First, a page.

Bill's early scientific career was in high energy particle physics. He transferred to the CLF when it was founded in 1977, where he held the post of Group Leader of Vulcan experiments for many years. In this role he successfully combined his passion for science with facility management. During this time, Bill pioneered the measurement of laser-produced plasma density using alpha particles as a backlighting probe.
In 1986, Bill moved from Vulcan to lead the CLF's newly-formed Laser Support Facility, subsequently re-branded as the Lasers for Science Facility (LSF). This broadened Bill's sphere of influence from physics into the life sciences, chemistry and photo-biology. It also included the establishment of the Laser Loan Pool, delivering laser systems to universities where researchers could use them in combination with their own facilities for “proof of principle" experiments. This often provided newly appointed academic staff with access to state-of-art laser equipment for studies to support grant applications for their early research.
In 1989 Bill was promoted to the position of CLF Deputy Director and Head of the CLF Scientific Operations Division with responsibility for the Vulcan programme, Engineering Support, the LSF, Plasma Theory and Computation. Through his stewardship the LSF grew and prospered. A particular highlight was the award of funding in 1991 for the enhancement of its femtosecond source and a step towards Bill's ambition to provide highly tunable, multi kHz laser systems for time-resolved spectroscopy. These enhancements were accompanied by the growth of a diverse, highly productive scientific programme. Bill's vision, enthusiasm and determination were essential ingredients of this success.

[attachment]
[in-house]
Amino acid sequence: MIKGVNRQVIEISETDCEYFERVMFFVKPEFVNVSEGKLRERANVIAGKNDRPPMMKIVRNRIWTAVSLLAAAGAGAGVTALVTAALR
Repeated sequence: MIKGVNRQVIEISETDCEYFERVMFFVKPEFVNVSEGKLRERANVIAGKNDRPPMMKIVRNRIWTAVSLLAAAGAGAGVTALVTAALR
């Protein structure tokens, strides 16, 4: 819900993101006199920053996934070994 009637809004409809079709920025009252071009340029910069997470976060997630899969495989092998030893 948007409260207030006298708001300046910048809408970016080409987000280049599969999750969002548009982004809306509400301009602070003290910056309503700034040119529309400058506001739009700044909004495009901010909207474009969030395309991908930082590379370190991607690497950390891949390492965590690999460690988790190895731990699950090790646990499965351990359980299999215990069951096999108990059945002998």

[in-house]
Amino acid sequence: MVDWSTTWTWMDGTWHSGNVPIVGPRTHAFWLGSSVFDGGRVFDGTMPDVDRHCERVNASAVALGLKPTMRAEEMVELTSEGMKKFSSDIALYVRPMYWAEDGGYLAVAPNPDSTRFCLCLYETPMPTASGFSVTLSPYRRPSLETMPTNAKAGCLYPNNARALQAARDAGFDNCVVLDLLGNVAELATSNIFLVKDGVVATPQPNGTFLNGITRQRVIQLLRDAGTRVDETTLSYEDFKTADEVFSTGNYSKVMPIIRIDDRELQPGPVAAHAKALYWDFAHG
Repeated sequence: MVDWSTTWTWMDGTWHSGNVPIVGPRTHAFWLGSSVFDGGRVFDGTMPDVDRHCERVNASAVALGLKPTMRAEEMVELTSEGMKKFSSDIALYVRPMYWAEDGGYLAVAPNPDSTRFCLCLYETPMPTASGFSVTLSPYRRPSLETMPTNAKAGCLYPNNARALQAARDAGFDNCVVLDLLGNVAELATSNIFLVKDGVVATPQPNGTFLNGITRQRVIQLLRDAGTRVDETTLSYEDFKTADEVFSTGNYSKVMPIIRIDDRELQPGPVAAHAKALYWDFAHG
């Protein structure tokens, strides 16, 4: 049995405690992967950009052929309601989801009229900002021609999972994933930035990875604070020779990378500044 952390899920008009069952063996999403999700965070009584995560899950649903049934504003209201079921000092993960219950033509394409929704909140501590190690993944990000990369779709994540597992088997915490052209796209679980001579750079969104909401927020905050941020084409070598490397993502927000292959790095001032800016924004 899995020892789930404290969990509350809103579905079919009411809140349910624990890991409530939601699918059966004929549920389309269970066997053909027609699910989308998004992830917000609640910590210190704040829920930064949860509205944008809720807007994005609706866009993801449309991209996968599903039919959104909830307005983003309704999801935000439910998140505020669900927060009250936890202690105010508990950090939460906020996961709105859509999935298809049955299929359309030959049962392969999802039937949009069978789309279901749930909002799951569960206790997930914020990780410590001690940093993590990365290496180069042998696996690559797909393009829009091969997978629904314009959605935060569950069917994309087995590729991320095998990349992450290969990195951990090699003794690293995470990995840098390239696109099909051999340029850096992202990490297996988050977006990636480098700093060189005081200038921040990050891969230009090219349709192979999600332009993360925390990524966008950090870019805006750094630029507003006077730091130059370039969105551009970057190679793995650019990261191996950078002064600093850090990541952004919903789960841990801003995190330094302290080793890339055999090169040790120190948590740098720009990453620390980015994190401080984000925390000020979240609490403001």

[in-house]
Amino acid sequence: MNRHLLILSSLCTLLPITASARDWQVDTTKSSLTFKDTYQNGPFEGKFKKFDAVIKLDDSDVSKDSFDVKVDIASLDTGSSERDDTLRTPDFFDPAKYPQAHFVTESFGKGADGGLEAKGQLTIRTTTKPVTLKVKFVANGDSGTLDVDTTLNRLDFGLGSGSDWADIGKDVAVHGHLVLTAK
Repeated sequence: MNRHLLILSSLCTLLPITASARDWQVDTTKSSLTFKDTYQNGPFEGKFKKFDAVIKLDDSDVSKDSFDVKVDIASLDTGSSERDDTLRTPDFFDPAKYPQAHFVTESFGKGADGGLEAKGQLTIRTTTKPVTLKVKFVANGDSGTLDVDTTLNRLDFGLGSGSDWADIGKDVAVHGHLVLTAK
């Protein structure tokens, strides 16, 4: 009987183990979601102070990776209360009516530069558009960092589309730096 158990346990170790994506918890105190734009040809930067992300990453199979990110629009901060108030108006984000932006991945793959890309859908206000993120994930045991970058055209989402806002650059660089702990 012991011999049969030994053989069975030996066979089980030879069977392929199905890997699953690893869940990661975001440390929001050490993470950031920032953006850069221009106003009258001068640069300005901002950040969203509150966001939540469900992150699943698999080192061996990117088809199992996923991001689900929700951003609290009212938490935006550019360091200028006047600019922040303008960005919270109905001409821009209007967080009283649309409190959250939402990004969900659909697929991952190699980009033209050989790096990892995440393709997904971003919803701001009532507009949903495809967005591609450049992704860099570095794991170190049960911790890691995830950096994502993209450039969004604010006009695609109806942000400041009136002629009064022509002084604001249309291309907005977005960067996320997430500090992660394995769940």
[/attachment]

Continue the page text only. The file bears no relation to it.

Bill delayed his planned retirement from the CLF to serve as Acting Director during Prof Mike Key's sabbatical in 1995. He subsequently took up a visiting position at Oxford University and became an active user of the LSF himself. He collaborated with numerous university research groups that shared his interests in exploiting time-resolved Raman spectroscopy to obtain structural information on short lived reaction intermediates.
CLF colleagues extend their deepest sympathy to Bill's family and friends.
Image: Bill Toner with Pru Backway from EPSRC and the Laser Support Facility team on the occasion of Bill's last chairmanship of The LSF Scheduling Committee. (95 RC 3869).